1 Samuel 15:31 – 16:13

Screenshot 2015-01-29 21.46.16 (2)

Overview

    After Saul tells Samuel that even though he disobeyed God he wants to be honored rather than repent of his sin. Samuel goes with him, and after Saul bows before God Samuel asks for Agag to come. Samuel then “hacked Agag to pieces before the Lord in Gilgal” (v. 33). and then he and Saul separate until Saul’s death. Samuel returns to Ramah and grieves for Saul. God rouses him from his grieving to send him to anoint the next king, which, of course, is David. Samuel goes and sees all the sons of Jesse, and God chooses the youngest, who was watching the sheep, David. He anoints David and “the Spirit of the Lord rushed upon David from that day forward” (v. 13b). Once again Samuel returns to Ramah.

Characters

    Samuel, Saul, the Lord, Agag the king of the Amalekites, Jesse the Bethlehemite and all eight of his sons: Eliab, Abinadab, Shammah, and others progressing to the youngest: David, and the Spirit of the Lord

Key Verse

Verse 7 “But the Lord said to Samuel, “Do not look on his appearance or on the height of his stature, because I have rejected him. For the Lord sees not as man sees: man looks on the outward appearance, but the Lord looks on the heart.””

Cross References

Psalm 147:10-11 “His delight is not in the strength of the horse, nor his pleasure in the legs of a man, but the Lord takes pleasure in those who fear him, in those who hope in his steadfast love.”

1 Kings 8:38- “whatever prayer, whatever plea is made by any man or by all your people Israel, each knowing the affliction of his own heart and stretching out his hands toward this house, then hear in heaven your dwelling place and forgive and act and render to each whose heart you know, according to all his ways (for you, you only, know the hearts of all the children of mankind), that they may fear you all the days that they lie in the land that you gave to our fathers.”

1 Chronicles 28:9 “And you, Solomon, my son, know the God of your father and serve him with a whole heart and with a willing mind, for the Lord searches all hearts and understands every plan and thought. If you seek him, he will be found by you, but if your forsake him, he will cast you off forever.”

Psalm 7:9 “Oh, let the evil of the wicked come to an end, and may you establish the righteous—you who test the minds and hearts, O righteous God!”

Jeremiah 11:20 “But, O Lord of hosts, who judges righteously, who tests the heart and the mind, let me see your vengeance upon them, for to you have I committed my cause.”

Jeremiah 17:10 “I the Lord search the heart and test the mind, to give every man according to his ways, according to the fruit of his deeds.””

Jeremiah 20:12 “O Lord of hosts, who tests the righteous, who sees the heart and the mind, let me see your vengeance upon them, for to you have I committed my cause.”

Acts 1:24 “And they prayed and said, “You, Lord, who know the hearts of all, show which one of these two you have chosen”

Conclusion

The fear of the Lord is so tightly knit with God’s pleasure. He does not take delight in us making up what he wants, like Saul tried to do, because that comes from a heart of greed and selfishness. He does not take delight in the feats of man or tools we use. He is delighted with us fearing Him, seeking Him. I want to please the Lord, so I want to seek that fear of the Lord, and I want my heart and mind to come up clean and pure when tested by Him.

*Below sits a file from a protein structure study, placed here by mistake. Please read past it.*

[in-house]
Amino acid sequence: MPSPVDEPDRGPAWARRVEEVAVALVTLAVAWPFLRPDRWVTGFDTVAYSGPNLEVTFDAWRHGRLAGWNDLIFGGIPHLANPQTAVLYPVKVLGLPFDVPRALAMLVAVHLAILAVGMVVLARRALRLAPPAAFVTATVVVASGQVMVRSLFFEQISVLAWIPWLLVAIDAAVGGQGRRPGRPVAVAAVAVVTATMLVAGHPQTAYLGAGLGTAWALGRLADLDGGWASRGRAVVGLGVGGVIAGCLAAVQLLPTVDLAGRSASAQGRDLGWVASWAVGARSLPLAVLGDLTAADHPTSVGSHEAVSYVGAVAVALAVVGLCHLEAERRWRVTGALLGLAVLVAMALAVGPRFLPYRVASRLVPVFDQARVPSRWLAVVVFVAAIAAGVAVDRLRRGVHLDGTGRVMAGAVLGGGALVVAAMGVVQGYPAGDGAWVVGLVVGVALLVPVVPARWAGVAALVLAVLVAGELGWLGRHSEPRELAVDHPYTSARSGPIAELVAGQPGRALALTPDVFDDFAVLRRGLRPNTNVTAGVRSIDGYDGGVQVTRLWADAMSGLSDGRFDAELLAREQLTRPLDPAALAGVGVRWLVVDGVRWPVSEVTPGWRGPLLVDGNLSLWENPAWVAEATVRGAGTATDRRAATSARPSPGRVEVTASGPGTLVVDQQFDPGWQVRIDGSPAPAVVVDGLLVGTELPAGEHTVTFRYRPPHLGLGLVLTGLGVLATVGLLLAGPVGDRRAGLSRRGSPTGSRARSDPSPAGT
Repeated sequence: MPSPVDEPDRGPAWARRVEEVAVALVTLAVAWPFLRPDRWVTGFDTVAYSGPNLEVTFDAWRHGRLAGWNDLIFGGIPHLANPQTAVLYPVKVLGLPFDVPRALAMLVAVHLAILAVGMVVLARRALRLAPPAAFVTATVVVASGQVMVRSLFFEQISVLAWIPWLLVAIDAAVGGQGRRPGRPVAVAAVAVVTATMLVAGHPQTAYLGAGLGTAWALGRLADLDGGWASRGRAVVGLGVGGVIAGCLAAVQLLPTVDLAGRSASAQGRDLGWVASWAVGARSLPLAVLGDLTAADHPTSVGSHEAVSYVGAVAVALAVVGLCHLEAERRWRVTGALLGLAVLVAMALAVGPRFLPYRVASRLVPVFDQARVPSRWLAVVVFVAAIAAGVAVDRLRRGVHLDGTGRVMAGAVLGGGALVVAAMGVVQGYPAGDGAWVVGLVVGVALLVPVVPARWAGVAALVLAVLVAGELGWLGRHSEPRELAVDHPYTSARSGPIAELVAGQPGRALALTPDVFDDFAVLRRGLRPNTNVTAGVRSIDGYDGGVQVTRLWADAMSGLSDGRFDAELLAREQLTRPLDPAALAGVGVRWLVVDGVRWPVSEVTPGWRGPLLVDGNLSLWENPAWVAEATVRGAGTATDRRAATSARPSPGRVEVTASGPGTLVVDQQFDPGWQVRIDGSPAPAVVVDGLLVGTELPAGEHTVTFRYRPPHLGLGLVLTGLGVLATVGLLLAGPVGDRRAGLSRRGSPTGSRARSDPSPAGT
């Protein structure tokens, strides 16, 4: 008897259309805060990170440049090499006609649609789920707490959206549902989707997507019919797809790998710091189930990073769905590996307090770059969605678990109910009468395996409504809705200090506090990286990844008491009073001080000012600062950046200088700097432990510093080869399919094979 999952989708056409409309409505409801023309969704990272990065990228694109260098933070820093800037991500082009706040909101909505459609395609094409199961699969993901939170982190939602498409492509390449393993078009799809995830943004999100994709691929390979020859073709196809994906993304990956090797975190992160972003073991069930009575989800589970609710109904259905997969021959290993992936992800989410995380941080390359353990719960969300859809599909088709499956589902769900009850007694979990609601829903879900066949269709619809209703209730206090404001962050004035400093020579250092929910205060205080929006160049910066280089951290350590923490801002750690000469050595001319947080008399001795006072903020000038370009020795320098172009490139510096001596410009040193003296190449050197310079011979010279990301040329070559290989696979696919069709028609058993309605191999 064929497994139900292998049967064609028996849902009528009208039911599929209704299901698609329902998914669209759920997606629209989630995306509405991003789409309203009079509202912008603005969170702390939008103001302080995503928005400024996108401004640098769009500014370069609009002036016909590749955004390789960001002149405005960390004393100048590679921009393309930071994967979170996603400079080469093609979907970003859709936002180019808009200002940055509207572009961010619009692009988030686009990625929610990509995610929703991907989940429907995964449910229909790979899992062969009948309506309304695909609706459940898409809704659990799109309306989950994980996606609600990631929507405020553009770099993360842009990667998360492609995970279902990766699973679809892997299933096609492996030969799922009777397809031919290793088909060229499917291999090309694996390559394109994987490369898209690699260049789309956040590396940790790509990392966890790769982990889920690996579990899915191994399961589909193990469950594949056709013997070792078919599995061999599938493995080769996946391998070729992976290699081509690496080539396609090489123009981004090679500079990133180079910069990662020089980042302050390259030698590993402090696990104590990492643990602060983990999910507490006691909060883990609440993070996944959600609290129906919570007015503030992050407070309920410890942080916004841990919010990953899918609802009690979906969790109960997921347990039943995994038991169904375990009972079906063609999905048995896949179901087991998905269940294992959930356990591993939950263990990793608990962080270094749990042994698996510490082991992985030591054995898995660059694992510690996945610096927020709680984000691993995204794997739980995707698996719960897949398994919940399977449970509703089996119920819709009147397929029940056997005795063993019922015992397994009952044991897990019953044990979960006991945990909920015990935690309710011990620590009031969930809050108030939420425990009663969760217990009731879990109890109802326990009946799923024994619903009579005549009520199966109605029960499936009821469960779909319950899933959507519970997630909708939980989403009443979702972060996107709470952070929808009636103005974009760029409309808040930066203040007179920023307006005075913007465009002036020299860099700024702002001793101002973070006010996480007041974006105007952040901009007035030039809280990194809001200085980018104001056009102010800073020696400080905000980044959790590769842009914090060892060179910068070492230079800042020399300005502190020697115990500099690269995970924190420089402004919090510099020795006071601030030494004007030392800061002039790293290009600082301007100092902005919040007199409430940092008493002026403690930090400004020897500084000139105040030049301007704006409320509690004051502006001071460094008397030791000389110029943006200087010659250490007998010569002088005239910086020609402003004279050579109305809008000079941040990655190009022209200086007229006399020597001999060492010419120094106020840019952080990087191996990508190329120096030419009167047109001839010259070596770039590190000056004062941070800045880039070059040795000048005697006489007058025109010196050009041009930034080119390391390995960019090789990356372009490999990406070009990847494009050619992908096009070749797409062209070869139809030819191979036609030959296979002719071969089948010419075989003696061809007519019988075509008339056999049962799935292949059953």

Jesus in the Old Testament

“Who is the Lord’s king? Not the tall and impressive (1 Sam. 16:7), but the smallest of Jesse’s sons (v.11; “smallest” and “youngest” render the same word in Hebrew). For “the “Lord sees not as man sees; man looks on the outward appearance, but the Lord looks on the heart” (v. 7). The opening frame of 1 Samuel included Hannah’s declaration that it is not by human might that one prevails (2:9). Rather, where true faith and trust are, God’s “power is made perfect in weakness” (2 Cor. 12:9; cf. note on 1 Sam. 14:1-14). David may seem insignificant—the youngest, left to tend the sheep—but God sees in him something special. As his story unfolds, we will encounter sin and failure—David, unlike the Son of David to come, was not sinless. But David had a heart for God. Of equal, or greater, importance, he had the “Spirit of the Lord” powerfully working within him “from that day forward” (16:13).”*

2 Corinthians 12:9-10 “But he said to me, “My grace is sufficient for you, for my power is made perfect in weakness.” Therefore I will boast all the more gladly of my weaknesses, so that the power of Christ may rest upon me. For the sake of Christ, then, I am content with weaknesses, insults, hardships, persecutions, and calamities. For when I am weak, then I am strong.”

 

*Note: I am using the ESV Gospel Transformation Bible for the Jesus in the Old Testament section, so these are paraphrases and quotes from the commentary with my own ideas sprinkled in.

Thank you for reading. I am excited to hear your key verses, observations, and thoughts! Please take a moment to leave a comment to share them with us.

Next Week: 1 Samuel 16:14-23

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Author: Annie Liss

Currently a mother and a wife who loves reading. Formerly a middle school math teacher who kept too busy and stressed out to read. My husband and I are missionaries in Lebanon.

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